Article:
Founders Advantage Capital Offers Liquidity Without Boredom
This era of high multiples and easy capital makes for an interesting capital dance for longtime operators who want a bit of the action but don’t want to sell the farm. It’s kind of like a high school dance with a whole lot of girls on one end of the gym and a whole lot of boys on the other end.
That puts Founders Advantage Capital in the middle, spiking the punch and getting reluctant sellers into the mix.
The unique Canadian firm specializes in partner buy-outs, partial liquidity events and monetizing ownership in growth-minded companies. Essentially, the firm buys a majority share in a business, becoming long-term partners for the investee company. But unlike a typical equity partnership, the business remains largely intact.
“We designed ourselves to deal with companies that are not for sale,” said president and CEO Stephen Reid. “We’re willing to give them a meaningful industry multiple monetization, and a disproportionate share of their upside because we think talent is important. And then we leave them to run their business long-term.”
Harpreet Padda, SVP and co-head of investments at Founders, said it’s a wildly different path than traditional private equity.
“We’re passive equity, we do everything opposite than private equity. We don’t want to own the business, we don’t retire the talent,” said Padda. “Our model is to put permanent capital inside their company just so they can get some chips off the table or get rid of some investors who are bugging them to sell.”
To make both sides of the transaction happy, Founders Advantage Capital buys a chunk of the business as it stands, but gives the lion's share of any growth to the operator. Padda said in the first two transactions, they bought 60% of the common shares, allowing for a meaningful liquidity event for the operator, and an additional carrot for any future growth.
“In all those cases we drew a line of up until today, where we’re 60-40 partners, but all go-forward gain is going to be 30-70,” said Padda, who admitted 70% of the upside for the operator is unusual, but necessary. “Maybe we’re not making enough money, but it’s a safer bet to keep them tuned in—that’s the essence of our model.”
Reid said bankers are quick to call them crazy, but pushing out strong leaders is pretty crazy, too.
“Some people look at this and say, ‘You guys are nuts, you’re giving away too much,’” said Reid. “We don’t see it that way, there’s a lot of money out there, but not a lot of talent out there. We think talent wins and money is second.”
A lower cost of capital also allows the firm to avoid the typical heavy handedness of private equity. That means they don’t have to push for efficiency, cut corners or slash overhead to keep the money flowing. Since they borrow only on a long-term basis and are otherwise bankrolled by shareholders, they don't need to be too aggressive.
“It’s not a hurdle rate of 20% if we were a PE firm, so we don’t need to go in and gouge these guys to create all kinds of money,” said Reid.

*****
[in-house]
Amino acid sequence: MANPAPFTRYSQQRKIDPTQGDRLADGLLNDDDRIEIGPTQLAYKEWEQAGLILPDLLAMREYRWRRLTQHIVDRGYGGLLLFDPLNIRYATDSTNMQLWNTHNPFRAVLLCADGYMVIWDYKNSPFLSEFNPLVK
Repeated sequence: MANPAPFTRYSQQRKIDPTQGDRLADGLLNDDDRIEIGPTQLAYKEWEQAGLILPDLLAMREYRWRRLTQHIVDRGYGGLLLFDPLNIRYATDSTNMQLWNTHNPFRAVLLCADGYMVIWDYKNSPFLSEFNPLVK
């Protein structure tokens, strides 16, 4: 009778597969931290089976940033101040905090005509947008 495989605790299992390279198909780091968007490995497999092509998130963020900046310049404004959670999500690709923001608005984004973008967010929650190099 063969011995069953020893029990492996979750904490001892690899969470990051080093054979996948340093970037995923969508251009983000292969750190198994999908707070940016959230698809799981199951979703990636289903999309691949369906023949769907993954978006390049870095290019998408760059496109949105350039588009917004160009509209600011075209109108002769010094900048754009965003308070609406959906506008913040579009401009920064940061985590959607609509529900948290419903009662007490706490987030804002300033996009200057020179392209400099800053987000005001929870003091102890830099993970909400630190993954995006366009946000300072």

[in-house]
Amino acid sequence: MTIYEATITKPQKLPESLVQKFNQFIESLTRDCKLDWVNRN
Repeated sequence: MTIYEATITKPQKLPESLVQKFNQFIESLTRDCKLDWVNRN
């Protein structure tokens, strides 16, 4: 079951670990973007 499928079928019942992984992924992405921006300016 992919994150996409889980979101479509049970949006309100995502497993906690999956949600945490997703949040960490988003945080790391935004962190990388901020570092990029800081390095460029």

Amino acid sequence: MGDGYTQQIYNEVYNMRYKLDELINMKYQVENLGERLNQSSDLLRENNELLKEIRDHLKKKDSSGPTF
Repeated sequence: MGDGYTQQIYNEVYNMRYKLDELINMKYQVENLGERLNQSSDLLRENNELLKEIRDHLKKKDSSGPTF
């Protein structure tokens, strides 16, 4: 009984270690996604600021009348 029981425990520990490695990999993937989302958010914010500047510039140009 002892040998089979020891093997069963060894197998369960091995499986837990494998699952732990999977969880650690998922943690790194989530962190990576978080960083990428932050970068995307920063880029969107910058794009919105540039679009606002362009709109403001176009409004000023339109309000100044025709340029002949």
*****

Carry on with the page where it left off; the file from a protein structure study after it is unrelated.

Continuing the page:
Reid said a change in how people live their lives has empowered their model as seasoned leaders work well into their later years, and everyone is connected via technology.
“There's a lot of social reasons this works, there’s technology where you can keep in touch with the business and not have to be there every day. And 50 is the new 40, 60 is the new 50—the idea that only grinders work after 55 is all gone. The new way is just make yourself happy,” said Reid.
A hypothetical situation is that a leader would go from president to chairman of a board on which Founders Advantage Capital has presence, and enjoy the newfound liquidity with a little travel or some golf. But instead of getting bored in Palm Springs, that leader will still oversee the business.
Reid said the all-important multiple won’t be embarrassing either. In fact, he says, leaders who keep growing stand to have an even better multiple to brag about. In a recent acquisition, bidders valued a Canadian company at 8x forward earnings. But once the CFO ran the numbers against the growth projections given the 70% upside on growth, the offer came in at 15x—not a bad number to bring to the golf course.
“It’s the trophy of you got the most money from someone. In our case, lots of it’s up front, but a lot of it is later too, and later is OK for guys who weren’t going to leave anyway,” said Reid. “So mathematically the model also pats the entrepreneur on the back and says, ‘You worked hard, you built a company, you risked everything, you missed some soccer games but guess what? This is also the biggest cash win for you.”
So what’s the catch? They’re extremely selective in their search for the three to four U.S. franchise operator deals they seek each year. They like the stability of mature systems; they like good financials and they require an extremely strong culture and they like EBITDA between $5 million and $40 million. The target investment size is $20 million to $200 million.
“If we have an Achilles' heel it's that we’re picky, we like well-managed companies. We only look for companies that have great looking financials, but when we meet the people there has to be a culture there. We hang our hats on that,” said Reid. “Since we’re not flippers, the reality is that we need to see the intellect, capacity and drive to be a very competitive interesting company, will they innovate, do they know how to market, are they using IT to their advantage. Then we have to look at where the company will be 10 years from now.”
He said anyone operating on that small target stands to enjoy the multiples, without exiting completely.
“We’re for the guy that’s in between who knows he should do something because multiples are ridiculous, but will only do it under the right situation,” said Reid.